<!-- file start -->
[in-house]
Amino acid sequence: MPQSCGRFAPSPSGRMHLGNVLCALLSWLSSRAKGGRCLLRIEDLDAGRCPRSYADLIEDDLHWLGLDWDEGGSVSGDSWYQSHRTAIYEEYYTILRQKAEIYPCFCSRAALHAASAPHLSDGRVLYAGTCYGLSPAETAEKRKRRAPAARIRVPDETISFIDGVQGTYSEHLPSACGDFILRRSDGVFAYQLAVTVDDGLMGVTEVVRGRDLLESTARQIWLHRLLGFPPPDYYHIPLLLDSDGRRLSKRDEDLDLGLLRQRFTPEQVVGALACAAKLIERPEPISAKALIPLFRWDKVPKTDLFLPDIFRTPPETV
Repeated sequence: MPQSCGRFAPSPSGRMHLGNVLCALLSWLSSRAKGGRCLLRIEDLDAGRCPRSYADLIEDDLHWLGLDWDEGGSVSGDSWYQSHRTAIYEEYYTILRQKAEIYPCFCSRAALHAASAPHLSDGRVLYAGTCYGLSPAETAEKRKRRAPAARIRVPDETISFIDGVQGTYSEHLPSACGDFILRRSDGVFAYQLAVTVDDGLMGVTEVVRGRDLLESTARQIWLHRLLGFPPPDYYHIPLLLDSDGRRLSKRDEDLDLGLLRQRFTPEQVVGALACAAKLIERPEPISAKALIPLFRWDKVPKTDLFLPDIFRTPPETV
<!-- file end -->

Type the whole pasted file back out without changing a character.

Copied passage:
[in-house]
Amino acid sequence: MPQSCGRFAPSPSGRMHLGNVLCALLSWLSSRAKGGRCLLRIEDLDAGRCPRSYADLIEDDLHWLGLDWDEGGSVSGDSWYQSHRTAIYEEYYTILRQKAEIYPCFCSRAALHAASAPHLSDGRVLYAGTCYGLSPAETAEKRKRRAPAARIRVPDETISFIDGVQGTYSEHLPSACGDFILRRSDGVFAYQLAVTVDDGLMGVTEVVRGRDLLESTARQIWLHRLLGFPPPDYYHIPLLLDSDGRRLSKRDEDLDLGLLRQRFTPEQVVGALACAAKLIERPEPISAKALIPLFRWDKVPKTDLFLPDIFRTPPETV
Repeated sequence: MPQSCGRFAPSPSGRMHLGNVLCALLSWLSSRAKGGRCLLRIEDLDAGRCPRSYADLIEDDLHWLGLDWDEGGSVSGDSWYQSHRTAIYEEYYTILRQKAEIYPCFCSRAALHAASAPHLSDGRVLYAGTCYGLSPAETAEKRKRRAPAARIRVPDETISFIDGVQGTYSEHLPSACGDFILRRSDGVFAYQLAVTVDDGLMGVTEVVRGRDLLESTARQIWLHRLLGFPPPDYYHIPLLLDSDGRRLSKRDEDLDLGLLRQRFTPEQVVGALACAAKLIERPEPISAKALIPLFRWDKVPKTDLFLPDIFRTPPETV